Fig. 3
figure 3

MAP obtained under (a) ideal conditions and (b) actual conditions

Ultrasonic acquisition of angle information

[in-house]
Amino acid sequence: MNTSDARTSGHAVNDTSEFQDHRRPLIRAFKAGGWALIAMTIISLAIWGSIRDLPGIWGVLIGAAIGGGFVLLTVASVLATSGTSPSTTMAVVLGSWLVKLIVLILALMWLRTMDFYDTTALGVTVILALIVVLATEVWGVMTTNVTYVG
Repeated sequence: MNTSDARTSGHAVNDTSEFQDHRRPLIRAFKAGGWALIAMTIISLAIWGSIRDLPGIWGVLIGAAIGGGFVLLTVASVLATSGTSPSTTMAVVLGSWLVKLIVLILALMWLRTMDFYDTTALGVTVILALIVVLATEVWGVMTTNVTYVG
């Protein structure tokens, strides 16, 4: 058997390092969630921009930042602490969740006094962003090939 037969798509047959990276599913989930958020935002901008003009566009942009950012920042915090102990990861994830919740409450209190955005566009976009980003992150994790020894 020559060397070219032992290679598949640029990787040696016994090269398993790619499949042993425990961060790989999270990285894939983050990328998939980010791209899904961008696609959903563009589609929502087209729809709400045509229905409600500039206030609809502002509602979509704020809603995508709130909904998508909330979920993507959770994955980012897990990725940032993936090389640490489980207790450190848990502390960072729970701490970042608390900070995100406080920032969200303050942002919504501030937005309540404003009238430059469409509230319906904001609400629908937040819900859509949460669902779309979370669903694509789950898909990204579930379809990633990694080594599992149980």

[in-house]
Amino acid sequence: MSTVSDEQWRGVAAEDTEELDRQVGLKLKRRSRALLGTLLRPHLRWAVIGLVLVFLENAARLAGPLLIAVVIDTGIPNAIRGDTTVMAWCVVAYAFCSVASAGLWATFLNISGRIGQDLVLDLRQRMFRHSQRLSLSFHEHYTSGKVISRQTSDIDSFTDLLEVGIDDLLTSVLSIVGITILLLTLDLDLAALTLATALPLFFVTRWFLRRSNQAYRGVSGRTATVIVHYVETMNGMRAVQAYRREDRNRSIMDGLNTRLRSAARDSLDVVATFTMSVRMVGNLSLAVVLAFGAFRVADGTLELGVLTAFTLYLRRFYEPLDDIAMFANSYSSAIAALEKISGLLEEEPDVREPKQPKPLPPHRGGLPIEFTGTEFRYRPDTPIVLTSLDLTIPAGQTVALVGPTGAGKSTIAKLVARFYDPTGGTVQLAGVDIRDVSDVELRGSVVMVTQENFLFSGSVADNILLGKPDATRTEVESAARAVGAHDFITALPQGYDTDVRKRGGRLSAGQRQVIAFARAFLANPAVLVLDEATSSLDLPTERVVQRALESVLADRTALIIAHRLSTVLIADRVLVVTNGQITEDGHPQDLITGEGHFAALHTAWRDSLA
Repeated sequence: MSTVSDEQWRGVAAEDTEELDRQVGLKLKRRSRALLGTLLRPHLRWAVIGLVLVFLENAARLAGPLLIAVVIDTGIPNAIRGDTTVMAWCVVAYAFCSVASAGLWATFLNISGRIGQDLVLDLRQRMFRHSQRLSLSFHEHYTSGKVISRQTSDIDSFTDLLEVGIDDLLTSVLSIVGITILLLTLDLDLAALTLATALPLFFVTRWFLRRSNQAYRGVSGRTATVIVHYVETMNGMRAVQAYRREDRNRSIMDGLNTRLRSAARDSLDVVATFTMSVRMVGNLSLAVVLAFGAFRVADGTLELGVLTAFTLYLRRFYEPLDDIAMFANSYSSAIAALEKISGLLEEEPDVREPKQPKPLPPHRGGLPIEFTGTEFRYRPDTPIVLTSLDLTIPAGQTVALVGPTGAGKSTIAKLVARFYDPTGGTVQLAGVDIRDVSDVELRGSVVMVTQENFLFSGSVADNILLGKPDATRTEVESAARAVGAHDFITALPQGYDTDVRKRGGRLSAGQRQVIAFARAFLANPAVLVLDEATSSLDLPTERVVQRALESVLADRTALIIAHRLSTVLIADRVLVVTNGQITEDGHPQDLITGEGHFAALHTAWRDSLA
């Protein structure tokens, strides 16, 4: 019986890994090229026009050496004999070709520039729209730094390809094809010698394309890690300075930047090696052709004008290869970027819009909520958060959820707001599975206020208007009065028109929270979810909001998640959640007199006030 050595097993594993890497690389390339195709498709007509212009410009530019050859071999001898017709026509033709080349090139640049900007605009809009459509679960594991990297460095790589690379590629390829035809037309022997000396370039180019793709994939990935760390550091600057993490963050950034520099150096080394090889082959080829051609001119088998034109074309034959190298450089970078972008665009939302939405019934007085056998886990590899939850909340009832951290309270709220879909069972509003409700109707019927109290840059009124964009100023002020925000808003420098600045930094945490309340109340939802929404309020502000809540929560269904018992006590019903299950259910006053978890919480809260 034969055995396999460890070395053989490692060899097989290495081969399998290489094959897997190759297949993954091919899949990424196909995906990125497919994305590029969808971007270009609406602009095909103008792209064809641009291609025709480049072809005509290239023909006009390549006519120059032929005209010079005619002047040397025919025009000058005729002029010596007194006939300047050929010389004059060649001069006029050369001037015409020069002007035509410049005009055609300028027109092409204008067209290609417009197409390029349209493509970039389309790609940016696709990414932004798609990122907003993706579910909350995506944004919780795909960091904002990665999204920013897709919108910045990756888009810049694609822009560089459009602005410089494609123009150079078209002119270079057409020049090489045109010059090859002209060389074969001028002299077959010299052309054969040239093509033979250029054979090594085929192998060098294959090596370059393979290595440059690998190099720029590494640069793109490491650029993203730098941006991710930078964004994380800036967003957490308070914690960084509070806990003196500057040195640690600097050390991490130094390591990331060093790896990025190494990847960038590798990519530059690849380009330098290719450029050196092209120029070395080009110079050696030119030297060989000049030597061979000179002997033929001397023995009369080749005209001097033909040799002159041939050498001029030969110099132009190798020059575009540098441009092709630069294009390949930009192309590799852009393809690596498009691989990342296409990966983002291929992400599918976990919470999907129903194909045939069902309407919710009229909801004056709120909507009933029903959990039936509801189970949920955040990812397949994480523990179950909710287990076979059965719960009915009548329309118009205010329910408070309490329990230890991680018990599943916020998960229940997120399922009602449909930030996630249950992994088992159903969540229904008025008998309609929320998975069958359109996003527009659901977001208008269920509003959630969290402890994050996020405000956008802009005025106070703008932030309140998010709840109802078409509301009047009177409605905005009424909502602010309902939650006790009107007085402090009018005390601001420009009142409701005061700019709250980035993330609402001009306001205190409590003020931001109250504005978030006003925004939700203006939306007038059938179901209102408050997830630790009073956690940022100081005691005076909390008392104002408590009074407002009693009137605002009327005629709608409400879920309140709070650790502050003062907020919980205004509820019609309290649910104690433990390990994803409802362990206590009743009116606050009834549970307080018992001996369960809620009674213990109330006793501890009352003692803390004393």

A flowchart of the proposed method is presented in Fig. 4. This method first scans the sample as a whole. After scanning, photoacoustic and ultrasonic signals are obtained. The two signals are distinguished based on the difference in the flight time of the ultrasound signal. The PA signal is the information of the sample, while the ultrasonic signal is the angle information of the rotating mirror. In each B-scan, the same characteristic angle contained in the ultrasonic signal is extracted as the reference point. The reference point is used as the alignment point between different B-scans of the PA signal for splicing and reconstruction. Finally, a photoacoustic MAP with low dislocation is obtained. A change in the angle of the rotating mirror will cause a change in the distance from the detection point of the sample to the ultrasound transducer. The rotation information (rotation angle) of the polygon-scanning can be obtained from the time at which the signal arrives at the transducer, as shown in Fig. 5a. However, the photoacoustic signal detected from the tissue relies on a discretely distributed vascular network. Therefore, it cannot obtain the complete angle information of polygon-scanning. The difference is that the ultrasonic signal receives the ultrasonic echo reflected from the surface of the sample and does not depend on the vascular network. It is thus more reliable to obtain the angle information through ultrasound [3]. Consequently, ultrasound images from the sample are used to detect the polygon-scanning angle information. The angle information obtained by ultrasound is used to guide the reconstruction and stitching of the photoacoustic image; that is, photoacoustic and ultrasonic imaging are simultaneously performed, photoacoustic imaging is employed to obtain the sample biological information, and ultrasonic imaging is used to obtain the angle information for polygon-scanning, as shown in Fig. 5b. The ultrasonic B-scan image is arc-shaped, and the points of the arc correspond to the angles of the rotating mirror. The vertex of the arc is taken as the characteristic point of each B-scan, where the angle of the rotating mirror makes the ultrasound vertically incident on the sample surface. At this characteristic point, the ultrasound takes the shortest path to reach the sample. The characteristic angle is used to align and stitch all the B-scans to eliminate the inconsistency in the time period of each B-scan from the fluctuating motor speed. This prevents dislocations between adjacent B-scans and improves the image quality (see Fig. 5c).